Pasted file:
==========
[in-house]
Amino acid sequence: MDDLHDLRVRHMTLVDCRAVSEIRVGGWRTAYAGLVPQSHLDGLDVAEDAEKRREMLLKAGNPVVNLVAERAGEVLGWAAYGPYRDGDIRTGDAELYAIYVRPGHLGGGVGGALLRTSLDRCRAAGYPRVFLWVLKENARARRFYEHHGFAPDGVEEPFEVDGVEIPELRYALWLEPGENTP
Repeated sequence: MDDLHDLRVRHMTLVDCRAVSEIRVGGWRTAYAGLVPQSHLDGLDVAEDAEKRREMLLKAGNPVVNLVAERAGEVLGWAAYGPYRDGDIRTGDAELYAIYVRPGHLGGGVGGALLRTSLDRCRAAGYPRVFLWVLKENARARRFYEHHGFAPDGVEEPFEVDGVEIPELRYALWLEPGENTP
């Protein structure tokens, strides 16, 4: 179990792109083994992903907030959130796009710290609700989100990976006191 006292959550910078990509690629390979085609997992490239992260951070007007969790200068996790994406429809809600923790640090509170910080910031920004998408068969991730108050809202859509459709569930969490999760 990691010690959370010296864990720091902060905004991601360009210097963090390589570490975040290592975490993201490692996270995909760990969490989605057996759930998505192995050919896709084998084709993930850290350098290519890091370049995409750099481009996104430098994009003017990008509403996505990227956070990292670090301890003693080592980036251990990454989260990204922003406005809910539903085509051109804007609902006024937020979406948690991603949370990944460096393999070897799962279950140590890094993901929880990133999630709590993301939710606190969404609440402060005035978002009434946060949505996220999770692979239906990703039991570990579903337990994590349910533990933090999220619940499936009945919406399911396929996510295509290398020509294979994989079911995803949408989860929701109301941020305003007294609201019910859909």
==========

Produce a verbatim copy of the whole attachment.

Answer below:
[in-house]
Amino acid sequence: MDDLHDLRVRHMTLVDCRAVSEIRVGGWRTAYAGLVPQSHLDGLDVAEDAEKRREMLLKAGNPVVNLVAERAGEVLGWAAYGPYRDGDIRTGDAELYAIYVRPGHLGGGVGGALLRTSLDRCRAAGYPRVFLWVLKENARARRFYEHHGFAPDGVEEPFEVDGVEIPELRYALWLEPGENTP
Repeated sequence: MDDLHDLRVRHMTLVDCRAVSEIRVGGWRTAYAGLVPQSHLDGLDVAEDAEKRREMLLKAGNPVVNLVAERAGEVLGWAAYGPYRDGDIRTGDAELYAIYVRPGHLGGGVGGALLRTSLDRCRAAGYPRVFLWVLKENARARRFYEHHGFAPDGVEEPFEVDGVEIPELRYALWLEPGENTP
């Protein structure tokens, strides 16, 4: 179990792109083994992903907030959130796009710290609700989100990976006191 006292959550910078990509690629390979085609997992490239992260951070007007969790200068996790994406429809809600923790640090509170910080910031920004998408068969991730108050809202859509459709569930969490999760 990691010690959370010296864990720091902060905004991601360009210097963090390589570490975040290592975490993201490692996270995909760990969490989605057996759930998505192995050919896709084998084709993930850290350098290519890091370049995409750099481009996104430098994009003017990008509403996505990227956070990292670090301890003693080592980036251990990454989260990204922003406005809910539903085509051109804007609902006024937020979406948690991603949370990944460096393999070897799962279950140590890094993901929880990133999630709590993301939710606190969404609440402060005035978002009434946060949505996220999770692979239906990703039991570990579903337990994590349910533990933090999220619940499936009945919406399911396929996510295509290398020509294979994989079911995803949408989860929701109301941020305003007294609201019910859909």